Moths of North Carolina
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Cerastis Members:
25 NC Records

Cerastis fishii (Grote, 1878) - No Common Name

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Superfamily: Noctuoidea Family: NoctuidaeSubfamily: NoctuinaeTribe: NoctuiniP3 Number: 933537.00 MONA Number: 10997.00
Comments: The genus Cerastis has undergone significant change in the past 20 years, primarily due to its fusion with Metalepsis. It now contains about 13 species almost equally split between the Nearctic (mostly Metalepsis)and the Palearctic (mostly Cerastis). The combined genus is closely related to Choephora. We have two species in North Carolina, both of which fly early in the spring.
Species Status: Specimens from North Carolina have been examined and are similar to those from other parts of the species's range, with no evidence of hidden species.
Field Guide Descriptions: Beadle and Leckie (2012)Online Photographs: MPG, BugGuide, GBIF, BOLDTechnical Description, Adults: Forbes (1954); Lafontaine (1998)                                                                                 
Adult Markings: Two color forms occur, one reddish, the other gray. There is a distinct black rectangular spot on the forewing costa which is absent in C. tenebrifera. Sexes are similar.
Wingspan: 35 mm (Forbes, 1954)
Adult Structural Features: This species, formerly in Metalepsis, differs from C. tenebrifera in having biserrate rather than bipectinate antennae in the male. Both male and female genitalia are distinct from those in C. tenebrifera and resolution of the species should present no problems.
Structural photos
Adult ID Requirements: Identifiable from good quality photos of unworn specimens.
Immatures and Development: Based on photographs shown on MPG, larvae are fairly stout, purplish-red, and have pale stripe along the side
Larvae ID Requirements: Identifiable only through rearing to adulthood.
Distribution in North Carolina
Distribution: Our records come from the Mountains and Outer Coastal Plain.
County Map: Clicking on a county returns the records for the species in that county.
Flight Dates:
 High Mountains (HM) ‚Č• 4,000 ft.
 Low Mountains (LM) < 4,000 ft.
 Piedmont (Pd)
 Coastal Plain (CP)

Click on graph to enlarge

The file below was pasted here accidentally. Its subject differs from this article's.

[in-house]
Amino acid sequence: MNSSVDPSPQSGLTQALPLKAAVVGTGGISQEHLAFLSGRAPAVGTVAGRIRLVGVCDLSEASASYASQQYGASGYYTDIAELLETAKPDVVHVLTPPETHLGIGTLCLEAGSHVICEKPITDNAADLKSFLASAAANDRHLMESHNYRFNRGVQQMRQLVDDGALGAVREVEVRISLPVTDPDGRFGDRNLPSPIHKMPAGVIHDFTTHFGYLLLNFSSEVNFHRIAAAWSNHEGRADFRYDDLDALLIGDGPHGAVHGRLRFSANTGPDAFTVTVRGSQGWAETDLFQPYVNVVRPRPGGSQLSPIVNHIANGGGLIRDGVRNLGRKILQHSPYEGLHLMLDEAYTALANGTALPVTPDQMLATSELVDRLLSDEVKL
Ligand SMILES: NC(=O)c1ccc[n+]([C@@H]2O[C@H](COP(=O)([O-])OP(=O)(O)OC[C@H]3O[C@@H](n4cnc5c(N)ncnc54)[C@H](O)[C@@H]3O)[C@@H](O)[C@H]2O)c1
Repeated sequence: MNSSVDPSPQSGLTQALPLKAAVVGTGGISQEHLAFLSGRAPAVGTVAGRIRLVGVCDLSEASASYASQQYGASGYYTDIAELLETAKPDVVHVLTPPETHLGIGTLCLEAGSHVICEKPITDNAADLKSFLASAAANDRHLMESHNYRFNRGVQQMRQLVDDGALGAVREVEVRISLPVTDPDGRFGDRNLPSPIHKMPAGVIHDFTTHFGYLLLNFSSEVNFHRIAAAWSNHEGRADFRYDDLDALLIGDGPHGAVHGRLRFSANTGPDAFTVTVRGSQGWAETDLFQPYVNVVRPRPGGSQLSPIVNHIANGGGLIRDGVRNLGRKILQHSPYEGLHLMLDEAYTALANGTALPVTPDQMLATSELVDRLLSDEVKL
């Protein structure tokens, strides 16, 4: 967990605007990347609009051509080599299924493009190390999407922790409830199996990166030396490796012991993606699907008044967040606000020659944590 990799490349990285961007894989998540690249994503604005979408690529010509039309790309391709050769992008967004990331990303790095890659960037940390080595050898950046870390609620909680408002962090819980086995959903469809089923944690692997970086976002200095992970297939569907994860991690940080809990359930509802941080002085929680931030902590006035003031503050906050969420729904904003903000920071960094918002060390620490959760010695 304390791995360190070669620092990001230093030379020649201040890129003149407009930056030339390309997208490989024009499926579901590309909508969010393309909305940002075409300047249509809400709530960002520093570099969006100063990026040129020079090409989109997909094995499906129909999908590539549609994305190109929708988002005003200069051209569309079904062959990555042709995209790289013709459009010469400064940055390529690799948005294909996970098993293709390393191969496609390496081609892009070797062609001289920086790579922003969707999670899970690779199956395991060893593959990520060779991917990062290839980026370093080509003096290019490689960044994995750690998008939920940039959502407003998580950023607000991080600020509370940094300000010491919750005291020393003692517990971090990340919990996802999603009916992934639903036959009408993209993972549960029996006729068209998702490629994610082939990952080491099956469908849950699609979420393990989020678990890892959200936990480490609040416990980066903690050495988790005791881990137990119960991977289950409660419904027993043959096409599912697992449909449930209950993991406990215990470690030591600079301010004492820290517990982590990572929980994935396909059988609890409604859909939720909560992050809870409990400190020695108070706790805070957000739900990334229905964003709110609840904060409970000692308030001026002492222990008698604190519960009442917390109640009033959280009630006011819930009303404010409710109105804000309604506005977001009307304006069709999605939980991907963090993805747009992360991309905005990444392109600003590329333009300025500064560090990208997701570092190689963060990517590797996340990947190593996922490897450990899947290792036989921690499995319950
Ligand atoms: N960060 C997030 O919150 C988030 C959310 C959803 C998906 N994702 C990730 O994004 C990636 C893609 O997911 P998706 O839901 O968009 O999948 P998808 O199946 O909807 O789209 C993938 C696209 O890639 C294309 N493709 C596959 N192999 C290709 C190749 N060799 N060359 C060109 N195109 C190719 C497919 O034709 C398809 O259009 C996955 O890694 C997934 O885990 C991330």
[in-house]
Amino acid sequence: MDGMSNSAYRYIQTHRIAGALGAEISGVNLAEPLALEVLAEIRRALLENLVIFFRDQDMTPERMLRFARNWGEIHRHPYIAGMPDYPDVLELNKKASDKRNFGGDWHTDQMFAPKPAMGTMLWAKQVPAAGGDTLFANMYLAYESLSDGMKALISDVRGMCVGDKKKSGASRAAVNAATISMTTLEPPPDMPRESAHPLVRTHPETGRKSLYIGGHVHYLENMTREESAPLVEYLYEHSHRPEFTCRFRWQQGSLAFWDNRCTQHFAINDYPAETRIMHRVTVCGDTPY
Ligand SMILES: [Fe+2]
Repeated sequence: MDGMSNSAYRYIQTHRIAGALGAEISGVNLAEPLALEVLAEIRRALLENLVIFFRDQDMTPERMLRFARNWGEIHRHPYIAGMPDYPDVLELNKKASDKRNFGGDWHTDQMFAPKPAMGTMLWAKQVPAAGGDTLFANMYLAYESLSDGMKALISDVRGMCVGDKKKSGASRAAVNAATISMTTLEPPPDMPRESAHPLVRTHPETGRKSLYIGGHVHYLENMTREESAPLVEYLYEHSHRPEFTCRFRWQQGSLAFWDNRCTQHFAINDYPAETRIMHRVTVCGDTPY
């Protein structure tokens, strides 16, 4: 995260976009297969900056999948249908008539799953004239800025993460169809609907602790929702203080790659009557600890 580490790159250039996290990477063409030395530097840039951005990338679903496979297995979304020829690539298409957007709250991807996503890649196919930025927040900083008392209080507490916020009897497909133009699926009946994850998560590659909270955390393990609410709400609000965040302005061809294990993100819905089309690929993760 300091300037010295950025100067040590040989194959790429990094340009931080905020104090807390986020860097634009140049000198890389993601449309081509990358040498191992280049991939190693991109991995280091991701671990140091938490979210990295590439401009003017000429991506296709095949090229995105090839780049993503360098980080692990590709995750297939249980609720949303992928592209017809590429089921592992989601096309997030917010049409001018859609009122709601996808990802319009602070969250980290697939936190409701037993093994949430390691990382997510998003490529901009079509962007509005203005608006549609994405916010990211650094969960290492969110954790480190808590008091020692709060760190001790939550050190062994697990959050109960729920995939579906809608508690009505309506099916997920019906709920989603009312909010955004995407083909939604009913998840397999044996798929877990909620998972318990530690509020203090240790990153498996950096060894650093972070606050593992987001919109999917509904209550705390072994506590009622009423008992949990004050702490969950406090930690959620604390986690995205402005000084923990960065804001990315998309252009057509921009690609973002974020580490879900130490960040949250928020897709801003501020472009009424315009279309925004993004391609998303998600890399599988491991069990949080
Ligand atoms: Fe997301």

Flight Comments: At lower elevations the adults are found on warmer days in March, at higher elevations (low mountains) in April and May. Overlaps with the more common C. tenebrifera but usually is on the wing somewhat later in that speciesâ?? flight season.
Habitats and Life History
Habitats: Our records come from two areas where blueberries and other heaths are common: Longleaf Pine habitats in the Coastal Plain and upland habitats in the Mountains.
Larval Host Plants: Blueberries have been used to rear larvae from captive females but wild larvae have not yet been seen. - View
Observation Methods: Adults come to lights but we could not find records at bait or at flowers. However, a British member of the same genus does occur at willow blossoms (Porter, 1997).
Status in North Carolina
Natural Heritage Program Status: W3
Natural Heritage Program Ranks: G4 [S3S4]
State Protection: Has no legal protection, although permits are required to collect it on state parks and other public lands.
Comments: We have very few records from this species, but that is due partly to its very early flight period. It appears to be somewhat specialized in terms of its habitats, however, and at least some of its rarity could be due to changes in the frequency of the natural fires needed to support extensive areas of blueberries and other heaths, particularly in upland habitats. More adult surveys need to be conducted in the right habitats during the late winter, or larval surveys conducted later in the growing season, to determine the abundance, distribution, and habitats of this species.

 Photo Gallery for Cerastis fishii - No common name

Photos: 4

Recorded by: B. Bockhahn on 2024-03-04
Buncombe Co.
Recorded by: Mark Shields on 2020-03-19
Onslow Co.
Recorded by: Mark Shields on 2020-02-16
Onslow Co.
Recorded by: Amanda Auxier on 2018-02-19
Pender Co.